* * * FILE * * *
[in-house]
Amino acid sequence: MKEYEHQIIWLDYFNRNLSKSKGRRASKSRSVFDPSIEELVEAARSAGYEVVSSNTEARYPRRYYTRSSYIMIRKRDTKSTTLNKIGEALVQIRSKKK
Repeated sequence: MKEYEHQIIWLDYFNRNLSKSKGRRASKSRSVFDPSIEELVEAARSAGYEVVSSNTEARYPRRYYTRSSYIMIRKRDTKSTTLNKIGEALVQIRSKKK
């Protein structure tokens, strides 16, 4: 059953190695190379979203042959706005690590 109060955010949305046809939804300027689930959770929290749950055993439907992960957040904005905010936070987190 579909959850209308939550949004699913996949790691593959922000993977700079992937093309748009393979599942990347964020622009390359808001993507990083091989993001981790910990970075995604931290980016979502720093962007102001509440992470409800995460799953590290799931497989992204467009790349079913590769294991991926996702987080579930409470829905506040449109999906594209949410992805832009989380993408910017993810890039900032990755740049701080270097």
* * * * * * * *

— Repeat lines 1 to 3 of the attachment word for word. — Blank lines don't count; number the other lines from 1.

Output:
[in-house]
Amino acid sequence: MKEYEHQIIWLDYFNRNLSKSKGRRASKSRSVFDPSIEELVEAARSAGYEVVSSNTEARYPRRYYTRSSYIMIRKRDTKSTTLNKIGEALVQIRSKKK
Repeated sequence: MKEYEHQIIWLDYFNRNLSKSKGRRASKSRSVFDPSIEELVEAARSAGYEVVSSNTEARYPRRYYTRSSYIMIRKRDTKSTTLNKIGEALVQIRSKKK